Academic journal article The Cato Journal

Milton Friedman and the Euro

Academic journal article The Cato Journal

Milton Friedman and the Euro

Article excerpt

Milton Friedman did not like the euro. In early 1999 I wrote to him mentioning my daughter Erika's thesis and, in a letter dated March 127 1999, he wrote back:

   Erika's thesis on "The Euro and the Dollar" is one of the subjects
   I have been maintaining a real interest in. As you know, I am very
   negative about the euro and I am very doubtful about how it will
   work out. However, I am less pessimistic about it now than I was
   earlier simply because I never expected that the various countries
   would display the kind of discipline that was required in order to
   qualify for the euro. The convergence in inflation rates, interest
   rates, and so on was greater and more rapid than I would have

I believe that the monetary-fiscal constitution adopted with the introduction of the European single currency is consistent with Friedman's intellectual legacy. Let me explain.

The ideas of Milton Friedman on money have been so largely spread and absorbed that it may appear trite to repeat them once again. But, since there still is a lot of misunderstanding on the issue, I may be forgiven for giving a summarized version of them.

Discretion versus Rules

In the field of money and public budgets, the market-liberal view, which stresses the need for impartial roles and constraints on the discretionary powers of government, has been contrasted with the Keynesian one, which viewed money and the public budget as instruments of short-run discretionary policy. (1)

For the better part of the last 50 years, the Keynesian view has been prevalent: only the accurate manipulations of monetary aggregates and especially of the public budget by the authorities in charge of economic policy could prevent the instability, the cyclical Fluctuations, and the crises that were typical of a capitalist system. It was up to economic policy--the enlightened action of government officials--to remedy the deficiencies of a market economy, and prevent stagnation, recession, and mass unemployment.

Today, the traditional liberal wisdom is vindicated: a growing number of economists support the need to take monetary policy decisions away from the discretion of monetary authorities, and entrust money to a monetary constitution, a set of impartial rules, aimed at providing that framework of stability without which markets cannot efficiently operate. Similar considerations apply to fiscal policy: a decreasing number of economists today believe that full employment, price stability, and economic growth can be achieved by the expert manipulation of budget deficits, while more and more economists of all persuasions have finally come to accept the need for a fiscal constitution--a set of rules making it impossible for governments to borrow their countries into bankruptcy.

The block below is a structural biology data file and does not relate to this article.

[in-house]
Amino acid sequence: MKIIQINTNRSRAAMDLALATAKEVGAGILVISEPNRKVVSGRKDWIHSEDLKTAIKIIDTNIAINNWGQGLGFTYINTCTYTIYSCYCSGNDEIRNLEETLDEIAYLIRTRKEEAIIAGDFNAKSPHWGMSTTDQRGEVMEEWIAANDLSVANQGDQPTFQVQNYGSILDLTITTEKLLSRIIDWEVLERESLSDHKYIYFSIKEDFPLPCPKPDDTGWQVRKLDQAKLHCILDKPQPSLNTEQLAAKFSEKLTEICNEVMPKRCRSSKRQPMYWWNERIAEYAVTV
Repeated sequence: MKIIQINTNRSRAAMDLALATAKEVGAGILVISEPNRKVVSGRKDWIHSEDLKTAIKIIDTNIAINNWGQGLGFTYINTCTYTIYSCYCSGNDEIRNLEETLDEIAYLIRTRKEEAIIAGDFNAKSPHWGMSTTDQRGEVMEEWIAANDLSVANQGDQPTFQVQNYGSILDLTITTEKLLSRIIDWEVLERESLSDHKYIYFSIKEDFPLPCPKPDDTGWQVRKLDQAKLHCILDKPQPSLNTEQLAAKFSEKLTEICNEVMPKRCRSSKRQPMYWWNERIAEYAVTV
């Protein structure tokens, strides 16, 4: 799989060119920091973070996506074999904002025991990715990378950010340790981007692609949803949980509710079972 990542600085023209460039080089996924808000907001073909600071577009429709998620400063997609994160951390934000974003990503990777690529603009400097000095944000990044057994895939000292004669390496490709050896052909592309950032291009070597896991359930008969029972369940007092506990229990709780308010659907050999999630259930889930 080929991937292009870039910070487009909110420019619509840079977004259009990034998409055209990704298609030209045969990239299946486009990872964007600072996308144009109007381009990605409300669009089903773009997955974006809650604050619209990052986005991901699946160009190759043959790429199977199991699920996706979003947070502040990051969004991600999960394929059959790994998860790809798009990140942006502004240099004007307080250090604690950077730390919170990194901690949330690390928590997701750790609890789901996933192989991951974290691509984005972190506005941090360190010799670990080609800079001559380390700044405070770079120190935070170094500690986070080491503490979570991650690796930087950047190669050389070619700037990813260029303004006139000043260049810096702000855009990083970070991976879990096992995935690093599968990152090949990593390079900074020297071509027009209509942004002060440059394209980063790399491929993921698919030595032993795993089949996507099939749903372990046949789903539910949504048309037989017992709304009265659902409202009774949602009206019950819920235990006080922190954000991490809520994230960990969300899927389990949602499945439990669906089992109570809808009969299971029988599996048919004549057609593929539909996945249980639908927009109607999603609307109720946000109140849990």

The Keynesian ideas that inflation was the unavoidable price of economic growth, that there was a stable tradeoff between inflation and unemployment, that it was possible to reduce interest rates through monetary expansion, and that the time horizon for monetary policy decisions had to be dictated by the needs of short-term stabilization policies have 'all succumbed to the empirical evidence and the theoretical analyses of the last 30 years.

There is no evidence that economic growth inevitably involves price inflation. On the contrary, there are good reasons to believe that monetary instability hinders long-term projects and makes economic growth more difficult, as evidenced by the experience of a number of" Latin American countries.

The idea of a stable tradeoff between inflation and unemployment is thoroughly discredited: an unexpected acceleration of inflation may temporarily reduce unemployment below its "natural rate," but this effect is short-lived. Only an accelerating inflation could keep unemployment below its "natural rate," but even that unappetizing possibility is dubious. …

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